“Black mould can cause serious health issues, and when I looked them up, I noticed I had a lot of the symptoms. It can cause dizziness, nausea, fatigue, and shortness of breath. I thought it might just be the pregnancy, but my partner also has been experiencing the same thing, and so have other tenants in the building. I’ve done some research and it can lead to rashes, vomiting, and dehydration in babies, which can be life-threatening for them. Some people think that exposure to toxic black mould can cause stillbirths or miscarriages. It’s made me worried.

      “We politely tried, several times, to explain the health risks. The landlady messaged back to say that the whole place was painted six weeks ago, and that we must have made the mould – but it was impossible for that much to have grown during the short time we were living there. I had an expert confirm that it is black mould, but we aren't sure of what kind, because a lab test is $500. She suggested setting up a fan in that room, and I explained that a fan would only help spread the spores. She finally sent a contractor in to fix it.

      “When we returned that evening, the house reeked of paint fumes, and when we went to look at the wall, we saw that he had only spray painted over the most visible areas. Black mould needs to be handled in a professional manner. She said that the paint kills mould. I've found out that paint can't kill mold, but once you get rid of the spores, you can use certain paints to prevent it from returning. 

      “I contacted the Residential Tenancy Branch, and asked how I should proceed. They said that everything needs to be written and documented, and that we needed to send the landlady a letter with pictures. She never gave us a copy of the lease, so we didn't have her address. When I requested it, she got very defensive and asked why I would need it. I politely explained that we are just trying to follow proper procedure, and that we didn't want to start a dispute. We just wanted to do things right. She became very rude and refused to give it to us. She only owns half of this property, but when we asked for the other owners’ name and number, she again refused.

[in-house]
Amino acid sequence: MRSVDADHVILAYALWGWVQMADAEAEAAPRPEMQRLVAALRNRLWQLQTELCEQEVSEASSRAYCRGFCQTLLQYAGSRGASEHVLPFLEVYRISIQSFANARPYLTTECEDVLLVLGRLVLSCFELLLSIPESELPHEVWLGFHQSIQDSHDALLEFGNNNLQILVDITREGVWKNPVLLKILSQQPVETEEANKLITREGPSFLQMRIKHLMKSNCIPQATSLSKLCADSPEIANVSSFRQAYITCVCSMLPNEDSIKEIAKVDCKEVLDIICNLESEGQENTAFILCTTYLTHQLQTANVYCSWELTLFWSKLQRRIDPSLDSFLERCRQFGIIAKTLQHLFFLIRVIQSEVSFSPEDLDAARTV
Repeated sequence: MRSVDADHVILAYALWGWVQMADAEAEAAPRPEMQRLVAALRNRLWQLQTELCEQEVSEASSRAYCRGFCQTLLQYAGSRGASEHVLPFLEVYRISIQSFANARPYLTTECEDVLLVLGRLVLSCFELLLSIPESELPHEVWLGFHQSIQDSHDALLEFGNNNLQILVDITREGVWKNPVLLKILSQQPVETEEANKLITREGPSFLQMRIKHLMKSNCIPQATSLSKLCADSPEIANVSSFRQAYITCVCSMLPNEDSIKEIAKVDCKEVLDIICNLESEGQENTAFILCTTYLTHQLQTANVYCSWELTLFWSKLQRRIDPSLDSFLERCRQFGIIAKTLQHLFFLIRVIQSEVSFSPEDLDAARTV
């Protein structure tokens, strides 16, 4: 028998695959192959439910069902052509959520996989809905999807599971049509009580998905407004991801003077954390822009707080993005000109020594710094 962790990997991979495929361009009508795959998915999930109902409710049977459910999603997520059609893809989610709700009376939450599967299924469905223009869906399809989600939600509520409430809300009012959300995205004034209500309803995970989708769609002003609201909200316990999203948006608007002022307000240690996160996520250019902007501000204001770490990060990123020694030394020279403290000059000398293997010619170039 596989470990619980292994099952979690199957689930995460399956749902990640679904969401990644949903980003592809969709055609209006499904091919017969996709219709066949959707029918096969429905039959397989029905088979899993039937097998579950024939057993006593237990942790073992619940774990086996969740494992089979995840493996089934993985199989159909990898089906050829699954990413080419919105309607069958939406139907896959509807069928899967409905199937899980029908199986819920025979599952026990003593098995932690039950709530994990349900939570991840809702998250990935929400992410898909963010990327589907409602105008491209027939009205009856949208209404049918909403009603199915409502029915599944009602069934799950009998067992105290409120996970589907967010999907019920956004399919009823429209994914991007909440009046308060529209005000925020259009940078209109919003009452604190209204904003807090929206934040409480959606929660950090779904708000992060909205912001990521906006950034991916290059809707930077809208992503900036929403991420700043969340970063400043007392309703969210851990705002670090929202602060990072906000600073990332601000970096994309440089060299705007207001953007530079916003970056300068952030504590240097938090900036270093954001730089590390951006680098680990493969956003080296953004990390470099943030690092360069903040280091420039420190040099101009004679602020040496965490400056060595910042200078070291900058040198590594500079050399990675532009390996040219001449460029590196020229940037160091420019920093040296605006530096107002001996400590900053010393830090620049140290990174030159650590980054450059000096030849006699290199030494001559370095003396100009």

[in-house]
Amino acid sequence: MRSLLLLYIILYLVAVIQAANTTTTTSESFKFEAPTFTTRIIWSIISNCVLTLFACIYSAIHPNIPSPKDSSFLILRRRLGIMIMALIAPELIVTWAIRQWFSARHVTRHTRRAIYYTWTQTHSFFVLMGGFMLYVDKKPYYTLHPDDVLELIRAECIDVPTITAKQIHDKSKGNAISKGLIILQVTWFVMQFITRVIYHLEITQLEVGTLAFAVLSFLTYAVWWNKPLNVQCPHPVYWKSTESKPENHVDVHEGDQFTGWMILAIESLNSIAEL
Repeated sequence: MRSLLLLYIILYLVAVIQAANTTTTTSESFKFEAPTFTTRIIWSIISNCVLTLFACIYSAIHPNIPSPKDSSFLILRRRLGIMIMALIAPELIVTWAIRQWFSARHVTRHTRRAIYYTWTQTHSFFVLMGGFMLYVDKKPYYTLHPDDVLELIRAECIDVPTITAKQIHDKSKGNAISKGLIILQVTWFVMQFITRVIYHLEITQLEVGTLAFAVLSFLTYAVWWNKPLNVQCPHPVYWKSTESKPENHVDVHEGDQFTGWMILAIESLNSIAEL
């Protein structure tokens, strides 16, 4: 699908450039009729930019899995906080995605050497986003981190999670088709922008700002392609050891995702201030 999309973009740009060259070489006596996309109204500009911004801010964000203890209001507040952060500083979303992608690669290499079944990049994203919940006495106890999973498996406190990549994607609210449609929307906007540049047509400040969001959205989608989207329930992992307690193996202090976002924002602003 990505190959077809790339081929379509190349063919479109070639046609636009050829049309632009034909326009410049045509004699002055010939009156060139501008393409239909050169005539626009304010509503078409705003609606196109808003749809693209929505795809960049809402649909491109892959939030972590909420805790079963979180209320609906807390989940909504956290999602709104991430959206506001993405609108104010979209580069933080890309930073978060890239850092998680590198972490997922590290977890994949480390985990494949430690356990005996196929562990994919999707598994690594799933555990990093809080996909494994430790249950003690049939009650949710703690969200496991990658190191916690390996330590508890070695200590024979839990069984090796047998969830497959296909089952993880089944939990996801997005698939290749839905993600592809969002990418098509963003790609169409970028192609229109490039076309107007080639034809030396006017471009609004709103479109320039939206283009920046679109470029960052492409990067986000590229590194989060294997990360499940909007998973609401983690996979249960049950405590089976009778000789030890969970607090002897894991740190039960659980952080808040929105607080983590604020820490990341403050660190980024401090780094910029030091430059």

“Soon after, she contacted us to say that she had decided to sell her half, and will be retiring. 

      “We asked her to make a plan with us to figure out how to address the mould together. When she said she wouldn’t, we told her that if we couldn’t make the plan happen we would have to give our notice. We think she took that to mean, ‘We’ll be giving our notice.’

      “Now we have our stuff packed. We are hopeful that whoever buys the place will be willing to fix the wall, but also we are prepared to start looking to move at the end of October. With a baby coming in January, we can't risk the issues that black mould poses to our health. This whole nightmare has left us feeling uneasy and demeaned. I'm six months pregnant. We might not be able to move before our baby is born. ”